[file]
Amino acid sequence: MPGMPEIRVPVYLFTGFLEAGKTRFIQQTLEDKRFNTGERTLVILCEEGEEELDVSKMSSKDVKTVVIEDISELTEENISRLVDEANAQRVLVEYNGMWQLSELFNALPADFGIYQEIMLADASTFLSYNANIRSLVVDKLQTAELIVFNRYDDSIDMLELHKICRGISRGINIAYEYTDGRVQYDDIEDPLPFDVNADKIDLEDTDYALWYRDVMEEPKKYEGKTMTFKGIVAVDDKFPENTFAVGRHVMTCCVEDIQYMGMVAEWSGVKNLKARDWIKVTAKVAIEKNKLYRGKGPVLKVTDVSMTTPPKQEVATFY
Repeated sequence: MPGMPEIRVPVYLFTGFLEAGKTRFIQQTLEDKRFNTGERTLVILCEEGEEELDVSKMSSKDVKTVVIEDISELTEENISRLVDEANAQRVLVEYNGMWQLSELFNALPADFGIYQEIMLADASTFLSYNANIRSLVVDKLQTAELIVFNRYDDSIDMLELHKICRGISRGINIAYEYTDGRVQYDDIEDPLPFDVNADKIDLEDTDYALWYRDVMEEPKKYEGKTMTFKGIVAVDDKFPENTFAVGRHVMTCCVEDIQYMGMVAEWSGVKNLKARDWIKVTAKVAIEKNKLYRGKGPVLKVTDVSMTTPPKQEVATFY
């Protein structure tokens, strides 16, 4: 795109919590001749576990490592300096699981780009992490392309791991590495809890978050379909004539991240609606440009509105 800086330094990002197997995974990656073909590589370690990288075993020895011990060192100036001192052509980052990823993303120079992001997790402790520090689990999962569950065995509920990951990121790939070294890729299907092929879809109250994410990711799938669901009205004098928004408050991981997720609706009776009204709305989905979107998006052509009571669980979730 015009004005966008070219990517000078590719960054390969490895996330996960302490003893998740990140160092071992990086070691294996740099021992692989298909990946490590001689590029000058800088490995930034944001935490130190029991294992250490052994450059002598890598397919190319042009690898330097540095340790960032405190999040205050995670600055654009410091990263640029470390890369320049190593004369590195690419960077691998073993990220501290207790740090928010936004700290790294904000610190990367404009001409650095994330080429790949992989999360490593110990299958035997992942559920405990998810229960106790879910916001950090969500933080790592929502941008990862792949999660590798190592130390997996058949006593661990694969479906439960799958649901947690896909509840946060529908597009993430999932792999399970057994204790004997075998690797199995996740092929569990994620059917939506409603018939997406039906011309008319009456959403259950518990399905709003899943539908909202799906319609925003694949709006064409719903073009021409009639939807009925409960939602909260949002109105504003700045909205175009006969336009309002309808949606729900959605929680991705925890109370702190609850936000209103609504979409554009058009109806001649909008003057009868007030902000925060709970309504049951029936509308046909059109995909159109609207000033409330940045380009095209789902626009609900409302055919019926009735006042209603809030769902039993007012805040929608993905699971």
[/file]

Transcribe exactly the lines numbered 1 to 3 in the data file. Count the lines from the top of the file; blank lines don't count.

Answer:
Amino acid sequence: MPGMPEIRVPVYLFTGFLEAGKTRFIQQTLEDKRFNTGERTLVILCEEGEEELDVSKMSSKDVKTVVIEDISELTEENISRLVDEANAQRVLVEYNGMWQLSELFNALPADFGIYQEIMLADASTFLSYNANIRSLVVDKLQTAELIVFNRYDDSIDMLELHKICRGISRGINIAYEYTDGRVQYDDIEDPLPFDVNADKIDLEDTDYALWYRDVMEEPKKYEGKTMTFKGIVAVDDKFPENTFAVGRHVMTCCVEDIQYMGMVAEWSGVKNLKARDWIKVTAKVAIEKNKLYRGKGPVLKVTDVSMTTPPKQEVATFY
Repeated sequence: MPGMPEIRVPVYLFTGFLEAGKTRFIQQTLEDKRFNTGERTLVILCEEGEEELDVSKMSSKDVKTVVIEDISELTEENISRLVDEANAQRVLVEYNGMWQLSELFNALPADFGIYQEIMLADASTFLSYNANIRSLVVDKLQTAELIVFNRYDDSIDMLELHKICRGISRGINIAYEYTDGRVQYDDIEDPLPFDVNADKIDLEDTDYALWYRDVMEEPKKYEGKTMTFKGIVAVDDKFPENTFAVGRHVMTCCVEDIQYMGMVAEWSGVKNLKARDWIKVTAKVAIEKNKLYRGKGPVLKVTDVSMTTPPKQEVATFY
């Protein structure tokens, strides 16, 4: 795109919590001749576990490592300096699981780009992490392309791991590495809890978050379909004539991240609606440009509105 800086330094990002197997995974990656073909590589370690990288075993020895011990060192100036001192052509980052990823993303120079992001997790402790520090689990999962569950065995509920990951990121790939070294890729299907092929879809109250994410990711799938669901009205004098928004408050991981997720609706009776009204709305989905979107998006052509009571669980979730 015009004005966008070219990517000078590719960054390969490895996330996960302490003893998740990140160092071992990086070691294996740099021992692989298909990946490590001689590029000058800088490995930034944001935490130190029991294992250490052994450059002598890598397919190319042009690898330097540095340790960032405190999040205050995670600055654009410091990263640029470390890369320049190593004369590195690419960077691998073993990220501290207790740090928010936004700290790294904000610190990367404009001409650095994330080429790949992989999360490593110990299958035997992942559920405990998810229960106790879910916001950090969500933080790592929502941008990862792949999660590798190592130390997996058949006593661990694969479906439960799958649901947690896909509840946060529908597009993430999932792999399970057994204790004997075998690797199995996740092929569990994620059917939506409603018939997406039906011309008319009456959403259950518990399905709003899943539908909202799906319609925003694949709006064409719903073009021409009639939807009925409960939602909260949002109105504003700045909205175009006969336009309002309808949606729900959605929680991705925890109370702190609850936000209103609504979409554009058009109806001649909008003057009868007030902000925060709970309504049951029936509308046909059109995909159109609207000033409330940045380009095209789902626009609900409302055919019926009735006042209603809030769902039993007012805040929608993905699971």